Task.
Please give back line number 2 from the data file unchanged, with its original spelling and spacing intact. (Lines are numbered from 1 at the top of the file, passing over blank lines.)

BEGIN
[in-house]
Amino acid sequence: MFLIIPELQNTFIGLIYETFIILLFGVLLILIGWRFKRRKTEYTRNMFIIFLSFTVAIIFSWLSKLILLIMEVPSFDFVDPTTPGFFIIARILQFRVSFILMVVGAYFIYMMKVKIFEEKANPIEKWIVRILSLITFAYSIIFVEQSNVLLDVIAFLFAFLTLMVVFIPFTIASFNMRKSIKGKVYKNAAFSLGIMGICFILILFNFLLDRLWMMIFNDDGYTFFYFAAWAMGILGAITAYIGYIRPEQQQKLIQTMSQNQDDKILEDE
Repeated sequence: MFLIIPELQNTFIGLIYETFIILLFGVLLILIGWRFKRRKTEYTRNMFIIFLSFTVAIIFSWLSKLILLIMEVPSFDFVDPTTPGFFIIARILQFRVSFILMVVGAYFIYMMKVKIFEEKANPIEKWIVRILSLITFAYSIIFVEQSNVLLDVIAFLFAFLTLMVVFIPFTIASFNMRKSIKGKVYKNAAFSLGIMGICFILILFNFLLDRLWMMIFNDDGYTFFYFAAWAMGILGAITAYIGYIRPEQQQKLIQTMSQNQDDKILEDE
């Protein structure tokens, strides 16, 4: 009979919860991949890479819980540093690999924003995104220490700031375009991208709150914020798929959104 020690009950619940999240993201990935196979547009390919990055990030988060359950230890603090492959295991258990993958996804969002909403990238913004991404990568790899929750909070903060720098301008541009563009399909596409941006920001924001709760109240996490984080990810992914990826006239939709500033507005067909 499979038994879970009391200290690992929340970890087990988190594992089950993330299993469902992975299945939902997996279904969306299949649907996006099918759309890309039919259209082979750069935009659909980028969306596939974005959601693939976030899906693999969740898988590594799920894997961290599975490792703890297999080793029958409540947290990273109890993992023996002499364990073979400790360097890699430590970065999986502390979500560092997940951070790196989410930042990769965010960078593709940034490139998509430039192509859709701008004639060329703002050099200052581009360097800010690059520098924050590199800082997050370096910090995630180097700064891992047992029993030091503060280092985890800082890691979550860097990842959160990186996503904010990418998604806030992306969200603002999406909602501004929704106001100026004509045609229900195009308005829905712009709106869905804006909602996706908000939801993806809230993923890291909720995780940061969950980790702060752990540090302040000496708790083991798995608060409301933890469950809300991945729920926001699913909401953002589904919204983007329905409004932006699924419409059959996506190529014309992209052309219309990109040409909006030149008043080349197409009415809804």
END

Amino acid sequence: MFLIIPELQNTFIGLIYETFIILLFGVLLILIGWRFKRRKTEYTRNMFIIFLSFTVAIIFSWLSKLILLIMEVPSFDFVDPTTPGFFIIARILQFRVSFILMVVGAYFIYMMKVKIFEEKANPIEKWIVRILSLITFAYSIIFVEQSNVLLDVIAFLFAFLTLMVVFIPFTIASFNMRKSIKGKVYKNAAFSLGIMGICFILILFNFLLDRLWMMIFNDDGYTFFYFAAWAMGILGAITAYIGYIRPEQQQKLIQTMSQNQDDKILEDE